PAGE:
9. The mayor of Pebbleton announces that, since the colored flowers are so rare and valuable, they are going to be used as money, with petals for change. Is this a good idea? What qualities does a good form of money have? Why? Which of these qualities do flowers have and which do they lack? What would happen to Pebbleton’s economy if someone then discovered a new sunlit cavern with thousands of flowers growing in it? Should someone control the growth of those flowers? Who?

8. What are some important resources whose introduction helped make our economy what it is today? What would happen if one of these resources (oil, steel, electricity, computers, airplanes, television, fish, cotton, maple syrup) could no longer be produced in this country? What substitutes might be found? What industries would disappear? What would happen to the value of such resources?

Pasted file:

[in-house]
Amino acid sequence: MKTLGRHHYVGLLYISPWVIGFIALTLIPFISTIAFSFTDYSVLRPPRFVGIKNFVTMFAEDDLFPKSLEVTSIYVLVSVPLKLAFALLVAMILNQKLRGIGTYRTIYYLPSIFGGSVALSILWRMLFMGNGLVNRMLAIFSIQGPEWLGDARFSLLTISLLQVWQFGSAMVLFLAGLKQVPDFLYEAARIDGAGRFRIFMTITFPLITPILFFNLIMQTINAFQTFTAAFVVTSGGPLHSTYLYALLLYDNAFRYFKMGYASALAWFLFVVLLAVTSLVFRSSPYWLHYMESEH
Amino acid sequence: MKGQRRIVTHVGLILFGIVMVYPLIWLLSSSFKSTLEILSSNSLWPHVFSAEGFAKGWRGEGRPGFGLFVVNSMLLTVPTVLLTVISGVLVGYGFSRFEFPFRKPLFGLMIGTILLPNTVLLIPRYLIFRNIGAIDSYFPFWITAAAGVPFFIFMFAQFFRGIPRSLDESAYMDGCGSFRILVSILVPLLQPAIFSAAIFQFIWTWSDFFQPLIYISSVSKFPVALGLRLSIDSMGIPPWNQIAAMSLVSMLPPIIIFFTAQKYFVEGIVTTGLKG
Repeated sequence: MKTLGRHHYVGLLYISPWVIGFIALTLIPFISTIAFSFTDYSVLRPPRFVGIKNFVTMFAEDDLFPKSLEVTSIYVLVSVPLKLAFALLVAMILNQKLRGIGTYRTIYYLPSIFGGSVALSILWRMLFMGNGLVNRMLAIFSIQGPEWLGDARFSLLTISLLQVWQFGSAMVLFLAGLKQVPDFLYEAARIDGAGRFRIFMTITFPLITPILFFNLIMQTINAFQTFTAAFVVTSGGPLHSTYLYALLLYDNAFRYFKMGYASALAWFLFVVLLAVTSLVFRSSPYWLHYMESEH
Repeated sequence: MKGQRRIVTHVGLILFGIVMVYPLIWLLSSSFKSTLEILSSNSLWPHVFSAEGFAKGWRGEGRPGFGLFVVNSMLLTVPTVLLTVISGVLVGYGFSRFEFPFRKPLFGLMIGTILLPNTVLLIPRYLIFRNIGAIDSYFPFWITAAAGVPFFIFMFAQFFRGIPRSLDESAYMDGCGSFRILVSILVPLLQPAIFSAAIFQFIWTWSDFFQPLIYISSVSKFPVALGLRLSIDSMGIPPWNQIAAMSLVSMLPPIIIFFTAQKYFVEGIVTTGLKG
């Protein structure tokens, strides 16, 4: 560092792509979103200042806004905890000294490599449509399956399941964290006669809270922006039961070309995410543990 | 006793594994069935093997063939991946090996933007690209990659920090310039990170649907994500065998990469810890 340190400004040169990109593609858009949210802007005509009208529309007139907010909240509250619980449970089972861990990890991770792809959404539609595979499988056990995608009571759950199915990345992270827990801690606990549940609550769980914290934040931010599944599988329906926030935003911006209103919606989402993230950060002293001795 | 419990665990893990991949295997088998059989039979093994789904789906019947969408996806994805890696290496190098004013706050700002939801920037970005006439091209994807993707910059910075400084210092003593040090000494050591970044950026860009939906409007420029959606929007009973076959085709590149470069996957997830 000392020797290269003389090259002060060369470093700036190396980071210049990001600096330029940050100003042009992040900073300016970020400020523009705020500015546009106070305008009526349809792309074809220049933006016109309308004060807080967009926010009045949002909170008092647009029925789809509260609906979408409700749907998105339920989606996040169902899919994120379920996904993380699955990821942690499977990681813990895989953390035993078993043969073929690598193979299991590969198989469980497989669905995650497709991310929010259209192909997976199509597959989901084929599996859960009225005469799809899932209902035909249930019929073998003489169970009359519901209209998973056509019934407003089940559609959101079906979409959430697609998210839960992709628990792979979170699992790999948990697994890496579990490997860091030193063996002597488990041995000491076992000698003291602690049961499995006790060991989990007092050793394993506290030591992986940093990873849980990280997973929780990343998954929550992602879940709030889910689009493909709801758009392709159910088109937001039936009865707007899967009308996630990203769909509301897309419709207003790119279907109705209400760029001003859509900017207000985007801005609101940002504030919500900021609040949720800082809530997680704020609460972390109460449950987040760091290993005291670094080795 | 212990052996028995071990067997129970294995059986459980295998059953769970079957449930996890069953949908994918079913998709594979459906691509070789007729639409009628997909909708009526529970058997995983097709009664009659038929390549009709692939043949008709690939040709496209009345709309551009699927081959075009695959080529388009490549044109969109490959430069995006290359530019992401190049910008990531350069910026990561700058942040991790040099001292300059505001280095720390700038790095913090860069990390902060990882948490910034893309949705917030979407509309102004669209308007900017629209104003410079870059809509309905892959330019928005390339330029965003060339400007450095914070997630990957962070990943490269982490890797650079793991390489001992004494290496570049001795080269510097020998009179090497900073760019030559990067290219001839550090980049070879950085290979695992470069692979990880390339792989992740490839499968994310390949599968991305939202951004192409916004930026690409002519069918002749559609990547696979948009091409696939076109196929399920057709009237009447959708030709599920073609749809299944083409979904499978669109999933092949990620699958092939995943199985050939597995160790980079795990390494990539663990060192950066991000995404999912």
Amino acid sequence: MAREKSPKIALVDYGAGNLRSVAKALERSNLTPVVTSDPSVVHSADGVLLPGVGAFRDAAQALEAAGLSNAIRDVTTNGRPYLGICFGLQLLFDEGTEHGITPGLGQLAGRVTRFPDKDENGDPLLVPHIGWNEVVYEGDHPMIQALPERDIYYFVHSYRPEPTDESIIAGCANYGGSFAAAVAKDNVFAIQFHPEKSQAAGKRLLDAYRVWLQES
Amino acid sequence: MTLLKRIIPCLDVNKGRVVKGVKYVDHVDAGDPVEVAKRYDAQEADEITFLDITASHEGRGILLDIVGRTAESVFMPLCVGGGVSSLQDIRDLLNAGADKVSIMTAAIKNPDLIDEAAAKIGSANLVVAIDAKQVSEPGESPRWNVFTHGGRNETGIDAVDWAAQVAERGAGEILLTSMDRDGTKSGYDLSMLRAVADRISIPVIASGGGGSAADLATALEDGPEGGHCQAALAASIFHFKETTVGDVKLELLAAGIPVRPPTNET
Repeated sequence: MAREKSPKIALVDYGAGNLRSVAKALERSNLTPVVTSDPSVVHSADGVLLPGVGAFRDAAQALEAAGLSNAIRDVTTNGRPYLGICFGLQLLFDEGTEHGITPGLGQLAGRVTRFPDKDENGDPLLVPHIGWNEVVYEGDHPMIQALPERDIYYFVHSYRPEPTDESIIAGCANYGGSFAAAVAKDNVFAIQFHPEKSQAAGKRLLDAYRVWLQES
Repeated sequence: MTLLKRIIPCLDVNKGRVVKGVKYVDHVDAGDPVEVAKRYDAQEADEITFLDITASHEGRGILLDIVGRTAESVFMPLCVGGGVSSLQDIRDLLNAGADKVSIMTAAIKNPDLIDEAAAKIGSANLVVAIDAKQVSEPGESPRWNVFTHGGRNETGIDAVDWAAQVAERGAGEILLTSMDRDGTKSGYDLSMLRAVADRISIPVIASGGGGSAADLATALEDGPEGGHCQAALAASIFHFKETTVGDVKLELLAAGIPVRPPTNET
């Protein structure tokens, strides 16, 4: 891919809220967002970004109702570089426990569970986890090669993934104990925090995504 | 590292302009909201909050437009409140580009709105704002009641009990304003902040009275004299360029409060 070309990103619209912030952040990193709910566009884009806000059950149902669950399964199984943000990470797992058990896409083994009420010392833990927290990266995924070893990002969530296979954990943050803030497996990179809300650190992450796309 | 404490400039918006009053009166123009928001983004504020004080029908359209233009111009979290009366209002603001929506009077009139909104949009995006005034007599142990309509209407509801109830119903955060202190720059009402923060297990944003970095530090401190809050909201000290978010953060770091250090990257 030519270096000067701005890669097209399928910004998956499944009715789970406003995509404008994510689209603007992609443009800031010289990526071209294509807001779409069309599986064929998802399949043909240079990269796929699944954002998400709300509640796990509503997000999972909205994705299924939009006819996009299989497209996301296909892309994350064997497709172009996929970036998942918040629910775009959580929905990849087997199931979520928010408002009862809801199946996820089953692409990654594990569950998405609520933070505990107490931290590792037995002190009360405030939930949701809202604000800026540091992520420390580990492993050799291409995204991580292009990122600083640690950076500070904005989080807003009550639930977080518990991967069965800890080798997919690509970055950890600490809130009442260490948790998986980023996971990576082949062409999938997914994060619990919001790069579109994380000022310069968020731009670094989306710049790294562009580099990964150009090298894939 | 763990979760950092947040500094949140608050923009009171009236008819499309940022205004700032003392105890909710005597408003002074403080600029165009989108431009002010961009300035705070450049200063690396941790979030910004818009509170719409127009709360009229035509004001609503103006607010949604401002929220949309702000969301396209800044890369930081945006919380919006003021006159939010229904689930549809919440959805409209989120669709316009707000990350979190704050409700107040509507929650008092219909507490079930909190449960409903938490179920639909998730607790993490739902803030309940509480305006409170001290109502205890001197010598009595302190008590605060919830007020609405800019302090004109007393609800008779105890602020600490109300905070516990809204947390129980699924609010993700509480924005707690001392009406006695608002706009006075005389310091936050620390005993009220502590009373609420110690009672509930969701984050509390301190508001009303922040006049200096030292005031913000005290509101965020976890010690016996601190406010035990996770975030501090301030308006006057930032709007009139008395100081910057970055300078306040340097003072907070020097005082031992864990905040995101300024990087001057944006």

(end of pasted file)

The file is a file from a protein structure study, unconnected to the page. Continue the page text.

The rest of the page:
Classroom Activities

1. Have students ask adults they know if they remember when photographs, movies and television programs were only available in black and white. What was that like? Why do the adults or the students think color was introduced?

2. Have students trace Roota’s profile on page 6 of Wishes and Rainbows. Then, instead of a field of flowers before her, have students draw numerous natural or manufactured items. Have each student choose from among those items the one that Roota should take back to Colorland, and write a paragraph explaining why.

3. Have students ask adults they know about products that have been scarce at various times in their lives. Was there any particular reason for the scarcity? Were any special arrangements made for distributing the scarce goods? Introduce and discuss the concept of rationing.
ROOTA LEAPS TO HER FEET AND RUNS AMONG THE FLOWERS. OH! I FOUND THEM! I FOUND THE COLORS GRANDMA TOLD ME ABOUT! OH! THEY ARE MORE MAGNIFICENT THAN I EVER IMAGINED.